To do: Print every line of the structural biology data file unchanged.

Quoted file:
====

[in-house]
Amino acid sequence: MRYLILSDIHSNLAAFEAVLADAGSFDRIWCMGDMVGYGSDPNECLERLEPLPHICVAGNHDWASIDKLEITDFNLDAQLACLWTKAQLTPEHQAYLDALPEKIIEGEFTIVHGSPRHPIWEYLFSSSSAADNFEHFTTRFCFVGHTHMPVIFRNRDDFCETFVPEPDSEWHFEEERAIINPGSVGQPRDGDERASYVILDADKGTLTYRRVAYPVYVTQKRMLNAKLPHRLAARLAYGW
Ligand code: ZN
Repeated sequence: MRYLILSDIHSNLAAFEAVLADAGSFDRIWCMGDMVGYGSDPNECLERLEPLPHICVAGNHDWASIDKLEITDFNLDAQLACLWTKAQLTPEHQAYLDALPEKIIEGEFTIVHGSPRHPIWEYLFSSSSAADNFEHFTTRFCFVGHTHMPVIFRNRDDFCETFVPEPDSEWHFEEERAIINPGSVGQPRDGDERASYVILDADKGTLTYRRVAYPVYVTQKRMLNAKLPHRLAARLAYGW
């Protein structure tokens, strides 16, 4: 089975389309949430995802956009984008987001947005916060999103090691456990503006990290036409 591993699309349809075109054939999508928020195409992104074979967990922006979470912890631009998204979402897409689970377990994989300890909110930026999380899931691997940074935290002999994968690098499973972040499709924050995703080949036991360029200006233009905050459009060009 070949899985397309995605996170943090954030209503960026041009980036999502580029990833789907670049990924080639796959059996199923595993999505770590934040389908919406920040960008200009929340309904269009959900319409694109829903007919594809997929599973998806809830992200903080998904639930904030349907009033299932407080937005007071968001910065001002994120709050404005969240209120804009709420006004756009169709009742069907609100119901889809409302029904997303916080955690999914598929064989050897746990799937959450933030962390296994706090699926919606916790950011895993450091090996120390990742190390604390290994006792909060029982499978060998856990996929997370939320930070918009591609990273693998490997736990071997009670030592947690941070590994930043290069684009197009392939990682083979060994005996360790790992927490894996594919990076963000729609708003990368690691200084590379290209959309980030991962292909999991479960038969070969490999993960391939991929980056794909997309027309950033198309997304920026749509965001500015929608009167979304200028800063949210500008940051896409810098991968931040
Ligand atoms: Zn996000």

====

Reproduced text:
[in-house]
Amino acid sequence: MRYLILSDIHSNLAAFEAVLADAGSFDRIWCMGDMVGYGSDPNECLERLEPLPHICVAGNHDWASIDKLEITDFNLDAQLACLWTKAQLTPEHQAYLDALPEKIIEGEFTIVHGSPRHPIWEYLFSSSSAADNFEHFTTRFCFVGHTHMPVIFRNRDDFCETFVPEPDSEWHFEEERAIINPGSVGQPRDGDERASYVILDADKGTLTYRRVAYPVYVTQKRMLNAKLPHRLAARLAYGW
Ligand code: ZN
Repeated sequence: MRYLILSDIHSNLAAFEAVLADAGSFDRIWCMGDMVGYGSDPNECLERLEPLPHICVAGNHDWASIDKLEITDFNLDAQLACLWTKAQLTPEHQAYLDALPEKIIEGEFTIVHGSPRHPIWEYLFSSSSAADNFEHFTTRFCFVGHTHMPVIFRNRDDFCETFVPEPDSEWHFEEERAIINPGSVGQPRDGDERASYVILDADKGTLTYRRVAYPVYVTQKRMLNAKLPHRLAARLAYGW
């Protein structure tokens, strides 16, 4: 089975389309949430995802956009984008987001947005916060999103090691456990503006990290036409 591993699309349809075109054939999508928020195409992104074979967990922006979470912890631009998204979402897409689970377990994989300890909110930026999380899931691997940074935290002999994968690098499973972040499709924050995703080949036991360029200006233009905050459009060009 070949899985397309995605996170943090954030209503960026041009980036999502580029990833789907670049990924080639796959059996199923595993999505770590934040389908919406920040960008200009929340309904269009959900319409694109829903007919594809997929599973998806809830992200903080998904639930904030349907009033299932407080937005007071968001910065001002994120709050404005969240209120804009709420006004756009169709009742069907609100119901889809409302029904997303916080955690999914598929064989050897746990799937959450933030962390296994706090699926919606916790950011895993450091090996120390990742190390604390290994006792909060029982499978060998856990996929997370939320930070918009591609990273693998490997736990071997009670030592947690941070590994930043290069684009197009392939990682083979060994005996360790790992927490894996594919990076963000729609708003990368690691200084590379290209959309980030991962292909999991479960038969070969490999993960391939991929980056794909997309027309950033198309997304920026749509965001500015929608009167979304200028800063949210500008940051896409810098991968931040
Ligand atoms: Zn996000």